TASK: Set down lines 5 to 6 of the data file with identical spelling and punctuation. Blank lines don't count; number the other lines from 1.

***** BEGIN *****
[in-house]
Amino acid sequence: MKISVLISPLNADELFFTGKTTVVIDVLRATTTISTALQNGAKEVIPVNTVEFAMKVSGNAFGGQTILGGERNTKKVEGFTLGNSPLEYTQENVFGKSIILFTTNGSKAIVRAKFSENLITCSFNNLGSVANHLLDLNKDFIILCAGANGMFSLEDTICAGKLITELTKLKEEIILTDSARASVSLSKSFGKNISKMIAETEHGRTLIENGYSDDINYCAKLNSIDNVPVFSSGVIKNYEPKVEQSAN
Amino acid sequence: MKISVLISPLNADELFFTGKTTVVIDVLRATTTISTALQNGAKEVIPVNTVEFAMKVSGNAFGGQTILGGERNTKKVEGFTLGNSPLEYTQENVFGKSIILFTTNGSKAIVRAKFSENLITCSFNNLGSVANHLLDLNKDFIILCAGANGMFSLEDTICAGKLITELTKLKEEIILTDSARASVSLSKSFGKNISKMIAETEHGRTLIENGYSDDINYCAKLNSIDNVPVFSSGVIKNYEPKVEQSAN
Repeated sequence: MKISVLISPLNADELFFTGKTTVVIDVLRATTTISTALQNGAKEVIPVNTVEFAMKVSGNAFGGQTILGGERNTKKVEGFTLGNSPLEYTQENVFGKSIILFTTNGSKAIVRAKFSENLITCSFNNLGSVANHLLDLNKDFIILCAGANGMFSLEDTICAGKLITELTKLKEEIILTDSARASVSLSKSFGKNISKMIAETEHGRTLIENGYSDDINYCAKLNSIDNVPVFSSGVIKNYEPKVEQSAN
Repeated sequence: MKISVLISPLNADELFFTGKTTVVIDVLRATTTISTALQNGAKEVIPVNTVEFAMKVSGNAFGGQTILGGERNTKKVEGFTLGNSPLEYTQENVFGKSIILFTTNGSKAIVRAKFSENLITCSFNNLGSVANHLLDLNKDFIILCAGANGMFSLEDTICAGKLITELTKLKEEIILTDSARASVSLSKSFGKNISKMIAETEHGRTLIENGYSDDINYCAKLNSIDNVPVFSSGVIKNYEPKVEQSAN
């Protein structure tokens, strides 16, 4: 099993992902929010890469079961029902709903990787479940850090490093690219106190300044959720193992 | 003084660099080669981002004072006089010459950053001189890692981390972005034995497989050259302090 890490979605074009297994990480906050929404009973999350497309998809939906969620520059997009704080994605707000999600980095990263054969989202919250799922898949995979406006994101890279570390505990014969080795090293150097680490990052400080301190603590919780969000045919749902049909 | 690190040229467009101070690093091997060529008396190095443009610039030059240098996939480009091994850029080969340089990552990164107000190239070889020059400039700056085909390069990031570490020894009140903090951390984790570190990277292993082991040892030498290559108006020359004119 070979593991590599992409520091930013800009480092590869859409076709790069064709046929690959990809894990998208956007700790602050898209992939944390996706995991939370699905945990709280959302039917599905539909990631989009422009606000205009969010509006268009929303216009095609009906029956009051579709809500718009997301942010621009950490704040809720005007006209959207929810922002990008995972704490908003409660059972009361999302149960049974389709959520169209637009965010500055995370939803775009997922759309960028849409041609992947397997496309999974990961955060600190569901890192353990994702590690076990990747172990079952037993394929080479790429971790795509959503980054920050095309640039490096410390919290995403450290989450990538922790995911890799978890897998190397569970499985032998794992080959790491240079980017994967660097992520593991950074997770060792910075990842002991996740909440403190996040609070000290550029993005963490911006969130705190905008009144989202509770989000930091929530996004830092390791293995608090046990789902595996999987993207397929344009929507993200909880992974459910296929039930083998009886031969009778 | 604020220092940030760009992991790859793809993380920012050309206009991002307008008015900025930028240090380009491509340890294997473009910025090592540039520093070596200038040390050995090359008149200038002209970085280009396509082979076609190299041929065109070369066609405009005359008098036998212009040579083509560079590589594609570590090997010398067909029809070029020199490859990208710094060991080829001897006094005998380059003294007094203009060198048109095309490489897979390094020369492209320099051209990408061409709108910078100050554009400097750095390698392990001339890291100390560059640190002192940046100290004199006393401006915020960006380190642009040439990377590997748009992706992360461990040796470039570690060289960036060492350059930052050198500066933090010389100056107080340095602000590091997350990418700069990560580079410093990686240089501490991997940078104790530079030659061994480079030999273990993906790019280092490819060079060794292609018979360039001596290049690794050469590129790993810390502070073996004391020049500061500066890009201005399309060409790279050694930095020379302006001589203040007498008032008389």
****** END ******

Repeated sequence: MKISVLISPLNADELFFTGKTTVVIDVLRATTTISTALQNGAKEVIPVNTVEFAMKVSGNAFGGQTILGGERNTKKVEGFTLGNSPLEYTQENVFGKSIILFTTNGSKAIVRAKFSENLITCSFNNLGSVANHLLDLNKDFIILCAGANGMFSLEDTICAGKLITELTKLKEEIILTDSARASVSLSKSFGKNISKMIAETEHGRTLIENGYSDDINYCAKLNSIDNVPVFSSGVIKNYEPKVEQSAN
């Protein structure tokens, strides 16, 4: 099993992902929010890469079961029902709903990787479940850090490093690219106190300044959720193992 | 003084660099080669981002004072006089010459950053001189890692981390972005034995497989050259302090 890490979605074009297994990480906050929404009973999350497309998809939906969620520059997009704080994605707000999600980095990263054969989202919250799922898949995979406006994101890279570390505990014969080795090293150097680490990052400080301190603590919780969000045919749902049909 | 690190040229467009101070690093091997060529008396190095443009610039030059240098996939480009091994850029080969340089990552990164107000190239070889020059400039700056085909390069990031570490020894009140903090951390984790570190990277292993082991040892030498290559108006020359004119 070979593991590599992409520091930013800009480092590869859409076709790069064709046929690959990809894990998208956007700790602050898209992939944390996706995991939370699905945990709280959302039917599905539909990631989009422009606000205009969010509006268009929303216009095609009906029956009051579709809500718009997301942010621009950490704040809720005007006209959207929810922002990008995972704490908003409660059972009361999302149960049974389709959520169209637009965010500055995370939803775009997922759309960028849409041609992947397997496309999974990961955060600190569901890192353990994702590690076990990747172990079952037993394929080479790429971790795509959503980054920050095309640039490096410390919290995403450290989450990538922790995911890799978890897998190397569970499985032998794992080959790491240079980017994967660097992520593991950074997770060792910075990842002991996740909440403190996040609070000290550029993005963490911006969130705190905008009144989202509770989000930091929530996004830092390791293995608090046990789902595996999987993207397929344009929507993200909880992974459910296929039930083998009886031969009778 | 604020220092940030760009992991790859793809993380920012050309206009991002307008008015900025930028240090380009491509340890294997473009910025090592540039520093070596200038040390050995090359008149200038002209970085280009396509082979076609190299041929065109070369066609405009005359008098036998212009040579083509560079590589594609570590090997010398067909029809070029020199490859990208710094060991080829001897006094005998380059003294007094203009060198048109095309490489897979390094020369492209320099051209990408061409709108910078100050554009400097750095390698392990001339890291100390560059640190002192940046100290004199006393401006915020960006380190642009040439990377590997748009992706992360461990040796470039570690060289960036060492350059930052050198500066933090010389100056107080340095602000590091997350990418700069990560580079410093990686240089501490991997940078104790530079030659061994480079030999273990993906790019280092490819060079060794292609018979360039001596290049690794050469590129790993810390502070073996004391020049500061500066890009201005399309060409790279050694930095020379302006001589203040007498008032008389």